The fiscal year starts on October 1st every year. All 12 individual appropriation bills are supposed to be passed by that date. We are nearly one-third of the way through the fiscal year and Congress still has not passed any of them. Instead, Congress has elected to punt on funding issues by passing continuing resolutions (CRs). Only twice since 1979 has Congress not used at least one continuing resolution in a fiscal year. Congress has not passed a single appropriation bill on time since 2010. In the last 11 years, out of 130 possible appropriations bill, only 7 have been passed on time. Under the new system, since continuing resolutions will be automatic – the only thing Congress can do come October 1st is either do real funding bills or take a budget cut. Theoretically, they could pass a funding patch for themselves but it would be a tough sell to the public. The budget process is fundamentally broken – this could help change it.
Brinksmanship will likely continue – but right now the uncertainty and disruptions caused by governing by crisis deadlines costs real money. Between Fiscal Years 1998 and 2015, the average length of each CR was only 24.6 days. These short-term stopgaps cause hiring delays and repetitive work such as multiple contracts within a year with vendors and contractors. An automatic CR would provide a reliable source of funding for federal agencies that would mitigate the inefficiencies created by lurching from one short-term CR to the next. If it gets Congress to act on appropriations in a timely manner, even better. The costs of preparing for, lost services during, and restarting government activities following government shutdowns are all tax dollars needlessly expended on functions that are not part of the government’s core mission.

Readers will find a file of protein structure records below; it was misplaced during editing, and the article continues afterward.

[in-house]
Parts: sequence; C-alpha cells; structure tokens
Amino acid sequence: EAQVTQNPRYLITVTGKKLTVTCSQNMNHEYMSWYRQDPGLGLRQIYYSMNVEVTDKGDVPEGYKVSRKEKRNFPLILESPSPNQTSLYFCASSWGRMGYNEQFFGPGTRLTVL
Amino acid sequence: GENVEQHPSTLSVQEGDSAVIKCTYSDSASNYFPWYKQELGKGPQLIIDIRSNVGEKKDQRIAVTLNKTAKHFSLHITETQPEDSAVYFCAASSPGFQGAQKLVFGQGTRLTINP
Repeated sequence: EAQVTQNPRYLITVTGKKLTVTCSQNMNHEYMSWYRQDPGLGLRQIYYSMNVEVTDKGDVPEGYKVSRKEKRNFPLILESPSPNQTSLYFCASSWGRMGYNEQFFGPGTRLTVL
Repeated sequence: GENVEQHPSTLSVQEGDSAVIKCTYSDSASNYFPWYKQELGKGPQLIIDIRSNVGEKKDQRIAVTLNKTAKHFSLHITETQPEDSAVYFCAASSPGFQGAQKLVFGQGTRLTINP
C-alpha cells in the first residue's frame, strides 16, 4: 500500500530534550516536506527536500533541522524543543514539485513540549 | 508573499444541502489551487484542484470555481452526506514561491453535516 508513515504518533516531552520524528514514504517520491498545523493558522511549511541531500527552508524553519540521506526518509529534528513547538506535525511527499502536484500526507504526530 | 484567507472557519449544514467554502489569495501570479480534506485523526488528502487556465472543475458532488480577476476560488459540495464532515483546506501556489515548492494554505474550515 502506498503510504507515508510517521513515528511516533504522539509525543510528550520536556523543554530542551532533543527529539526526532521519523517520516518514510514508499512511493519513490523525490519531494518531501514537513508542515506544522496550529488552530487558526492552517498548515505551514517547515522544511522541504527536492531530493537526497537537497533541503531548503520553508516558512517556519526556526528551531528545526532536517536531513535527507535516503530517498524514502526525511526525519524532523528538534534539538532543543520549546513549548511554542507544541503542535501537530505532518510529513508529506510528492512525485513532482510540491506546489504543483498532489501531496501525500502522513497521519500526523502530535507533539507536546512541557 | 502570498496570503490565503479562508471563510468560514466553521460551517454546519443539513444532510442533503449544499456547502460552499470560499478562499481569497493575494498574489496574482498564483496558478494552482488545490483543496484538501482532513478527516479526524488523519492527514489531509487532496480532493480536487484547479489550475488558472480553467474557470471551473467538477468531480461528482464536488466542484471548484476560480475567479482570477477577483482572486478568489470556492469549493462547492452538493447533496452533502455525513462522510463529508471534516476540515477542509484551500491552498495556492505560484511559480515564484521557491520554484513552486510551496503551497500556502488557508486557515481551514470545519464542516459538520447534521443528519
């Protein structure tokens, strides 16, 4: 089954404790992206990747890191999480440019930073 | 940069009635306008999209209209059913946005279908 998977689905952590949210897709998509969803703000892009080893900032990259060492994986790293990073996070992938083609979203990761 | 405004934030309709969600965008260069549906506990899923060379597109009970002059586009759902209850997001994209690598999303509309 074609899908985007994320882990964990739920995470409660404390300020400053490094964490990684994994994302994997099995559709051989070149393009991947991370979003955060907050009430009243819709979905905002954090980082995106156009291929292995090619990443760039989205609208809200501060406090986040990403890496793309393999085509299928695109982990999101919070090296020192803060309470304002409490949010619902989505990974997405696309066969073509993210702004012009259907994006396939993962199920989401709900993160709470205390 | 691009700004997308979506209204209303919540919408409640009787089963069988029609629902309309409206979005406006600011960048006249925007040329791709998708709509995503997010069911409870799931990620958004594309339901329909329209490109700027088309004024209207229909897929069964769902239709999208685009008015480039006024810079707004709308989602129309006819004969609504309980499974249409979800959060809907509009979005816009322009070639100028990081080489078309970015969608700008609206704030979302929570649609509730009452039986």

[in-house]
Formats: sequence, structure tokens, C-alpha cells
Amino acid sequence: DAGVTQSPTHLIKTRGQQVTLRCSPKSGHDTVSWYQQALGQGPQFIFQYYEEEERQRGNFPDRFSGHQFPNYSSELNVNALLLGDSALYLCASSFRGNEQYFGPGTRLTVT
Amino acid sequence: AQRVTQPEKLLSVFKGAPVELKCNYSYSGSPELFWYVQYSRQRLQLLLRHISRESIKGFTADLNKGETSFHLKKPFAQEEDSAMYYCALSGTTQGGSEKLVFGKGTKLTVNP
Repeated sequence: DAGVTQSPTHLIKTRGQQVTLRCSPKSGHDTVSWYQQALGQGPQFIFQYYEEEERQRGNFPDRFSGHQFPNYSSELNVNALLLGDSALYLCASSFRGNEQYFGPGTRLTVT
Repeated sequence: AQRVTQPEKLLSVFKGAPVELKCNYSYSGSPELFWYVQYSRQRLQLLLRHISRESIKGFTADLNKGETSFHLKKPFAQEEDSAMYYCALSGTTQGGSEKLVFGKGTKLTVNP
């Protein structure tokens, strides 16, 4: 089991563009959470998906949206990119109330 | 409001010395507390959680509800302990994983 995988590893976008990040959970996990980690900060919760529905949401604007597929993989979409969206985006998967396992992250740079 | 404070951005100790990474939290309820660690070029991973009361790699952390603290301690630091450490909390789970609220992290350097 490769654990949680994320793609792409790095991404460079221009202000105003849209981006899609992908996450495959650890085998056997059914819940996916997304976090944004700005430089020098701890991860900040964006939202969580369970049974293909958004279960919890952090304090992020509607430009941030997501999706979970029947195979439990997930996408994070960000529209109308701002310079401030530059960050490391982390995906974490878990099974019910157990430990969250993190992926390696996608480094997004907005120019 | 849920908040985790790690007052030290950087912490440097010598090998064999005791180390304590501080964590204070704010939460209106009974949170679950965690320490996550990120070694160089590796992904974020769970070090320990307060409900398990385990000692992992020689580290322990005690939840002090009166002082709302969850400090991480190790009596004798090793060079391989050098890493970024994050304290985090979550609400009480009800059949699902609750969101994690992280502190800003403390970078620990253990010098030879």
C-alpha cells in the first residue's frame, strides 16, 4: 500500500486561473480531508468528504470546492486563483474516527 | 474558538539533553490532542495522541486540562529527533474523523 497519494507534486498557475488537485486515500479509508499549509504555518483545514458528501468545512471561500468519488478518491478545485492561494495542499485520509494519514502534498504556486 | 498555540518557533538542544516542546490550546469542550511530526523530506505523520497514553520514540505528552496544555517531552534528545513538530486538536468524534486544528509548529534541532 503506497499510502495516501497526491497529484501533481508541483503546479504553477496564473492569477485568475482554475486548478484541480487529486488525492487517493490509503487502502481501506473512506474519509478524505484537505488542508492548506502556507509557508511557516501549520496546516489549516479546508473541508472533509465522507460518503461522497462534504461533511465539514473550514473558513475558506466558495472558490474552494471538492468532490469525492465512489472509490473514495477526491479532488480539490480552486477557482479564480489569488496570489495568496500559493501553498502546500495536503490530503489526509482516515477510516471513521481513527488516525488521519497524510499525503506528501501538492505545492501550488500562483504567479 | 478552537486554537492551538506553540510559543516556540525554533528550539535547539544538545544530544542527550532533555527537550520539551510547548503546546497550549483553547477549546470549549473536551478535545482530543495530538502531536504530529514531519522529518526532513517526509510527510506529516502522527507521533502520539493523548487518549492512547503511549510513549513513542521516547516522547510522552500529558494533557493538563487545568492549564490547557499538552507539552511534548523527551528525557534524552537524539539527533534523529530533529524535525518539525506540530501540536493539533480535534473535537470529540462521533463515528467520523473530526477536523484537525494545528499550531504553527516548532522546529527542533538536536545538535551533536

Finally, and probably most importantly, it would prevent the all-to-common tactic used by Congressional leadership to negotiate a massive funding bill behind closed doors and release it at the last second before a shutdown deadline hits. Lately, its been more common than not that our government is funded with a 2000-page bill that Congressional members and the public have had fewer than two days to try to read and analyze before a vote. That is how a lot of waste and special interest provisions get tucked into bills. Removing the pressure packed situation of an imminent government shutdown will allow members and the public time to review the bill for unrelated or wasteful provisions. It would also reduce the effectiveness of the opaque, leadership-centric, backroom deal making that is anathema to our representative democracy from taking place.
While there will always be disagreements on the appropriate size and role of the federal government, everyone can agree that we should strive for an efficient and effective one. The immaturity of DC politics is at all-time highs. No one will be surprised if we are in for another shutdown on February 9th. But there are real costs to these antics. Instead of locked bathrooms and free vacations, there should be missing paychecks for lawmakers. That could be a better way.